Feminist Bioethics and Empirical Research

Stacy M. Carter, Vikki Entwistle

Research output: Chapter in Book/Report/Conference proceedingChapter (peer-reviewed)peer-review


Feminist bioethics is committed to grounding ethical argumentation in good evidence about the everyday world and people’s experiences within it. It thus requires some meaningful connection to the empirical. This chapter focuses explicitly on what it means to do feminist empirical bioethics, outlining the perspectives, practices and communities of practice entailed. The perspectives underpinning feminist empirical bioethics can be contrasted ontologically and epistemologically with those of traditional analytic philosophical bioethics. These perspectives shape practices towards particular kinds of questions, and foster a thoughtful approach to the relationship between the normative and the descriptive, a commitment to methodological standards across disciplines, and sustained, grounded and inclusive attention to the empirical. Future challenges for the community of feminist empirical bioethicists include expanding the methods and methodologies used, attending more closely to intersectional and global disadvantage, and connecting research to action to increase justice and support social change.

This chapter examines empirical research as key to furthering feminist bioethical understanding. It attends particularly to the somewhat neglected question of what it means to do feminist empirical bioethics.
Feminist bioethicists are, as Jackie Leach Scully (2016) has explained, inevitably normative in their orientation: as feminists, they have a prior commitment to reducing injustice; as bioethicists, they aim to reach prescriptive or proscriptive conclusions. Feminist bioethicists also tend to share an empirical attitude, typically believing that doing ethics adequately requires taking the empirical seriously, and reflecting as closely as possible what goes on in the world – for women and men, for those more and less structurally advantaged, and in everyday lives, not just rare high stakes situations. Feminist bioethicists ground their normative analyses in empirical description or explanation, either by generating empirical evidence themselves, or by attending to and using empirical evidence in particular ways. Their coupling of the empirical with the normative derives from the ontological and epistemological commitments of feminist theory, and is arguably constitutive of feminist bioethics.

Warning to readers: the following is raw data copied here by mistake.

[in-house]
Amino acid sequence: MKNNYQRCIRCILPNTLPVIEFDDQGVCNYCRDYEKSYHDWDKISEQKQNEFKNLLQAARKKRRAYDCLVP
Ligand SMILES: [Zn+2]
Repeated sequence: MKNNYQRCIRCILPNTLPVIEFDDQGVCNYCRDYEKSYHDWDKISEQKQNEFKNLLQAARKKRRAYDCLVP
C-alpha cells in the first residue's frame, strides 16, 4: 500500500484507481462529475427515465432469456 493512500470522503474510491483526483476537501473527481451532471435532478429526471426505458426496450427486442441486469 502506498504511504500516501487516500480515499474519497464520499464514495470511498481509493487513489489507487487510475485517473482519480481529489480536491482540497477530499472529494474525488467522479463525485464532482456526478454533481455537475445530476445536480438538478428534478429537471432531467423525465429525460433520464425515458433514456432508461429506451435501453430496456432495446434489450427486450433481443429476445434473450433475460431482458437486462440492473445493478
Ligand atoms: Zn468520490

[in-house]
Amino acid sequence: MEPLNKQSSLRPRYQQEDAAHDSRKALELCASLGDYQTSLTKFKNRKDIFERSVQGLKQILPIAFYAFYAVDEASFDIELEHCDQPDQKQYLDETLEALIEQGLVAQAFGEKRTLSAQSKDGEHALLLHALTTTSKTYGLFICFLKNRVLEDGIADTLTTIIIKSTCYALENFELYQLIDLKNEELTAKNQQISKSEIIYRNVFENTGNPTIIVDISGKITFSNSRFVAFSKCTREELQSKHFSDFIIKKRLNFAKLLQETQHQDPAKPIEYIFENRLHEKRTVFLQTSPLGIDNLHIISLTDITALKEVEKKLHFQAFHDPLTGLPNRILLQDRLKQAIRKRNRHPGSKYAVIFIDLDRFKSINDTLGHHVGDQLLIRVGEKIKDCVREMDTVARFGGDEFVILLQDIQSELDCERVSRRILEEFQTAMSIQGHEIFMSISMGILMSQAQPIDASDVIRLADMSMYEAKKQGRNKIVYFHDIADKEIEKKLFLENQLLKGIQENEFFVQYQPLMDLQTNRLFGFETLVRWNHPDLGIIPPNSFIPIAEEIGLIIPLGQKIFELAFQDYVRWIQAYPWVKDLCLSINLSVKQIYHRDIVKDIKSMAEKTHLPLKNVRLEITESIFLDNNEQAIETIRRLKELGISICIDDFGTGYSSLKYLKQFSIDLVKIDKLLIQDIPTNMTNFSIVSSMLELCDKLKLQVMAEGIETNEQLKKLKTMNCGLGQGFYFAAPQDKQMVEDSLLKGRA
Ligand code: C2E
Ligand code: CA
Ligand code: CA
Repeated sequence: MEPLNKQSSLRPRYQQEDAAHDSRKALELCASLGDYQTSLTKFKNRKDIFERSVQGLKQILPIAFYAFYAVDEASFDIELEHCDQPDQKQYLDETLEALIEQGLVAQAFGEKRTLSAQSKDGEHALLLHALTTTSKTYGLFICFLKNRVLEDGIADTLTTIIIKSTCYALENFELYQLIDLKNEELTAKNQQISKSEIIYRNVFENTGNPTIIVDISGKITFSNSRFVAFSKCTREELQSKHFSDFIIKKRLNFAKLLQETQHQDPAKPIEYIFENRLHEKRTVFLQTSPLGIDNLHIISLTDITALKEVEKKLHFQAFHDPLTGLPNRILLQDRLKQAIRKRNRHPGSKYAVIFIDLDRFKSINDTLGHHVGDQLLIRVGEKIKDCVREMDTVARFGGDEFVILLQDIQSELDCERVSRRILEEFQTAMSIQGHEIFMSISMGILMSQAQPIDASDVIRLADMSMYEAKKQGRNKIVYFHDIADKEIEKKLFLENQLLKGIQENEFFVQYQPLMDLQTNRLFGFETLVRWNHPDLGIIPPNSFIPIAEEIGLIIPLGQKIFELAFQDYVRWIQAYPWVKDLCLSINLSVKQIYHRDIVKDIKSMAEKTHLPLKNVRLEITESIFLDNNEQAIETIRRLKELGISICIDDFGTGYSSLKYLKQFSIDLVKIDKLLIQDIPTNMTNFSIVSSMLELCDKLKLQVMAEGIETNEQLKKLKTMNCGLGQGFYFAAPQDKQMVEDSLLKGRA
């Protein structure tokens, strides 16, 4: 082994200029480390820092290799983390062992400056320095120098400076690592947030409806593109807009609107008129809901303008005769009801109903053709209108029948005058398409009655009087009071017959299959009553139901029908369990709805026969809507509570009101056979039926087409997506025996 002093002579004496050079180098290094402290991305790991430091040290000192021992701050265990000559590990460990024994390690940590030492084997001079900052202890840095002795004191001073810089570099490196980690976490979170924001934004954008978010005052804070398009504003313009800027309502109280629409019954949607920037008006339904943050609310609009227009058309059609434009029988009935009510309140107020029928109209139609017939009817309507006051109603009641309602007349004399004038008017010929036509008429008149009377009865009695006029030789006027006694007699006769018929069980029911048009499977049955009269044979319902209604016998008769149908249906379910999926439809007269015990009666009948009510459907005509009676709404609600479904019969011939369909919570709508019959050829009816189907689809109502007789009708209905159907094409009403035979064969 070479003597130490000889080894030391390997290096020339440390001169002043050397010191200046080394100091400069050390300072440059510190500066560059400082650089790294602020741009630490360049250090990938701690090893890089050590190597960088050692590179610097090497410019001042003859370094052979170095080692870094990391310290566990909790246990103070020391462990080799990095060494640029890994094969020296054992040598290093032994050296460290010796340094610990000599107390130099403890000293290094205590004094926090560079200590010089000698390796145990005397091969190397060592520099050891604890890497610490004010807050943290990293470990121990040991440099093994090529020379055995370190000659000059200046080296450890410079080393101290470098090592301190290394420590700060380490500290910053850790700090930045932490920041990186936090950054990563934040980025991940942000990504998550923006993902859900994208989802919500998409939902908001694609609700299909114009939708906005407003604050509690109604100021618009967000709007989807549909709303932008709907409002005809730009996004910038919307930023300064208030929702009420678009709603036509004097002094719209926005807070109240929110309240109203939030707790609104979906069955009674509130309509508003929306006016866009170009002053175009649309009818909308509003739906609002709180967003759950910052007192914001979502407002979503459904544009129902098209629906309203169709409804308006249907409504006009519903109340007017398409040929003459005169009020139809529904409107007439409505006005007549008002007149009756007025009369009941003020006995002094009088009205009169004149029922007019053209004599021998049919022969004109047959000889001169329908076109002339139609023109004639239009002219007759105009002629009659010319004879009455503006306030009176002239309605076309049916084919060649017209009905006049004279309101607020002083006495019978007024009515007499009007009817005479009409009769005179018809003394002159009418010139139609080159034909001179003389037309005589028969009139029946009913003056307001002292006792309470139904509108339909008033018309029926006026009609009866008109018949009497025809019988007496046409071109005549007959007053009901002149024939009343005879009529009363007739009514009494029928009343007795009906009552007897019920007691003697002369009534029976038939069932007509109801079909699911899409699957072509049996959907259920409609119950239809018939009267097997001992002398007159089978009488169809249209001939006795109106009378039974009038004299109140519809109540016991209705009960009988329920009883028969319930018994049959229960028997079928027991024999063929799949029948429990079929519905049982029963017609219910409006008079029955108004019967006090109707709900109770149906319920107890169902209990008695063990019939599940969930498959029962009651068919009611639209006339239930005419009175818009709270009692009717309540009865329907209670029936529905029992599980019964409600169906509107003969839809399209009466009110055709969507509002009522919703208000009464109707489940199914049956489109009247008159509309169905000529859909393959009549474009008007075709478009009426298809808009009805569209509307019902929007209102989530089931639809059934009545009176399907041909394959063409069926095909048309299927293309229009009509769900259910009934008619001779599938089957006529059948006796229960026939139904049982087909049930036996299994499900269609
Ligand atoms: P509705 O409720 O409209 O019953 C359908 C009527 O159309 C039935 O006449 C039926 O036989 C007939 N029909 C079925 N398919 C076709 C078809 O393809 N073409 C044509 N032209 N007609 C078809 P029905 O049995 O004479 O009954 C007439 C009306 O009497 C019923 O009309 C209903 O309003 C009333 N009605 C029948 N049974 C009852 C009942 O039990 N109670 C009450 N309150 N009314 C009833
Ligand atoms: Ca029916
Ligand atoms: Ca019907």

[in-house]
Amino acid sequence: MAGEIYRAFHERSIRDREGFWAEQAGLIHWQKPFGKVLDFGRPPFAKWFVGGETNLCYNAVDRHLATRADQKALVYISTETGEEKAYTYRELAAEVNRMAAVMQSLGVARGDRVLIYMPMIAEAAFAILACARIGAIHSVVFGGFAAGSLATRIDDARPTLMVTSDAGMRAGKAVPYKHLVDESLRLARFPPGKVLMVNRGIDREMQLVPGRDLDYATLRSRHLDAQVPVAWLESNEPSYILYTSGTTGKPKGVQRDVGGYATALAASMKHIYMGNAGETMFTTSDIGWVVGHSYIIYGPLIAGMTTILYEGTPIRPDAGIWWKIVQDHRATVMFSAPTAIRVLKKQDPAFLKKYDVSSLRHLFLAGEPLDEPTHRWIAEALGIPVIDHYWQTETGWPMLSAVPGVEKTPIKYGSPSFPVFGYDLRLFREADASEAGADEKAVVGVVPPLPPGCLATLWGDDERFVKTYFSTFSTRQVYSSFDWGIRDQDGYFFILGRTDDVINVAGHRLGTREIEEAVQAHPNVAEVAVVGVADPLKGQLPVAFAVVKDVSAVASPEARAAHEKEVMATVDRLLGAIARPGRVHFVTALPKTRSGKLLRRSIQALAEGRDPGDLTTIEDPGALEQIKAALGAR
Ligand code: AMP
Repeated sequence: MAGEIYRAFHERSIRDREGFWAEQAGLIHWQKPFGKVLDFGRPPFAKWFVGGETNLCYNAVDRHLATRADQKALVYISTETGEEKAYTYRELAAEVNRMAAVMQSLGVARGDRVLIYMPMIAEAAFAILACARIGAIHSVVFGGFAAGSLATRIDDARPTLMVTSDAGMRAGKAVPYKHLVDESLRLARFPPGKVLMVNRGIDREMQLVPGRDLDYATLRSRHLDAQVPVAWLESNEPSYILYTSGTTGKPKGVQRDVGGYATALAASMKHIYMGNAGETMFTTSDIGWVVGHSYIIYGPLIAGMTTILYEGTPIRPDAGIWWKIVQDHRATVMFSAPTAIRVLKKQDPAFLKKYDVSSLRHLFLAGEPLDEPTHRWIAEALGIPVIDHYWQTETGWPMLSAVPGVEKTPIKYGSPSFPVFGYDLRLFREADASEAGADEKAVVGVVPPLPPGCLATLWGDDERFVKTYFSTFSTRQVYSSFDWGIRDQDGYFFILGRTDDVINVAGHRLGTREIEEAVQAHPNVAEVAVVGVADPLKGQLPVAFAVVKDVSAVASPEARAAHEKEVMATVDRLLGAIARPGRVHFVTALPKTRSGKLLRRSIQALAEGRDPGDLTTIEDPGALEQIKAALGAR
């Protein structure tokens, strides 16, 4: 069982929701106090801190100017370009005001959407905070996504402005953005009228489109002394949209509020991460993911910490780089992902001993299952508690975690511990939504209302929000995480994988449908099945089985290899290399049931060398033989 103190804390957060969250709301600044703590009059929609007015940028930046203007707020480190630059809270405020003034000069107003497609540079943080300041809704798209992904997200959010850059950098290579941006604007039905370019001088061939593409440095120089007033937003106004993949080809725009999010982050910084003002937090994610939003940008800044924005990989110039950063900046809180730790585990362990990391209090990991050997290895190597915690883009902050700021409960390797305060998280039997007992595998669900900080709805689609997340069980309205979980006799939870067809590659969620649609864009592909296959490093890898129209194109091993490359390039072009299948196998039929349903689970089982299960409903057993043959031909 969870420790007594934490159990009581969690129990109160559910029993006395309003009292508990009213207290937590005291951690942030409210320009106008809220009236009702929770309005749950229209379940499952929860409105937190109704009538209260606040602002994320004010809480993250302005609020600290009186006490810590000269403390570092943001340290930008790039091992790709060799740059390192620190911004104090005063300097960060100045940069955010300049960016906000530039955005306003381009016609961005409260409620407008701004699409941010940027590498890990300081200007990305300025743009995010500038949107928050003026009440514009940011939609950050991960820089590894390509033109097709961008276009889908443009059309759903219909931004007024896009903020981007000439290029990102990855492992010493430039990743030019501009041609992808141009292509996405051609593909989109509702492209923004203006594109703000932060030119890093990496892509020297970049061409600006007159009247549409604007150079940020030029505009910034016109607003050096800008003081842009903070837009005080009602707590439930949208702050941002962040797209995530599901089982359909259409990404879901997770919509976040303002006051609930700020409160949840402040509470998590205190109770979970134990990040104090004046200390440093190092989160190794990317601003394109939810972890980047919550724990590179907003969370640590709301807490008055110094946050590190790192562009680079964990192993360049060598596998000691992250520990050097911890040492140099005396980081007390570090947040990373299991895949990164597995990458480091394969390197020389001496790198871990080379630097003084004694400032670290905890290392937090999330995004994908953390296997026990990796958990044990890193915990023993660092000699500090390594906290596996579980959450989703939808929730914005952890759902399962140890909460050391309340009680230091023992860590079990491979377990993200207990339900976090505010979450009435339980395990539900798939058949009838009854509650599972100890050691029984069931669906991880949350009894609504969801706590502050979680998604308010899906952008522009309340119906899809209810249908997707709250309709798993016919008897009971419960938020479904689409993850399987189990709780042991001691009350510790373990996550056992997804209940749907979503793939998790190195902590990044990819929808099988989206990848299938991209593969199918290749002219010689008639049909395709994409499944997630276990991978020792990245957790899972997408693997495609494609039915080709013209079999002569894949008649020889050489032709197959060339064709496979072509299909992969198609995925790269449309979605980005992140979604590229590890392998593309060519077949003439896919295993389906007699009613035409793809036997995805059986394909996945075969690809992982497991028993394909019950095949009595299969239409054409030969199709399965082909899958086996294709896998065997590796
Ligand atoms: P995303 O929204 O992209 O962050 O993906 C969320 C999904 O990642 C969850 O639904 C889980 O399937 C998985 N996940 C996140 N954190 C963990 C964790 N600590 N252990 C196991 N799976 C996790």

Within bioethics, however, feminist empirical research is marginalized in several ways. Mainstream bioethics tends to include feminist bioethics only tokenistically (Scully et al. 2010); some in the mainstream Anglo-American philosophical tradition view empirical bioethics skeptically, partly because of how they problematize the relationship between the descriptive and the normative (McMillan 2016). Feminist empirical bioethicists need to address this double marginalization by both engaging opposing arguments and producing work of demonstrable value. We aim to support both strategies here. The first section outlines what we mean by feminist empirical bioethics, the second provides illustrative case studies, and the final section briefly considers the future of feminist empirical bioethics, including directions for the further development of practices.
Original languageEnglish
Title of host publicationThe Routledge Handbook of Feminist Bioethics
EditorsWendy A. Rogers, Jackie Leach Scully, Stacy M. Carter, Vikki A. Entwistle, Catherine Mills
Place of PublicationOxford, UK
Number of pages15
ISBN (Electronic)9781003016885
ISBN (Print)9780367860998, 9781032290393
Publication statusPublished - 28 Jul 2022

Bibliographical note

The funder for this chapter is the University of Aberdeen.


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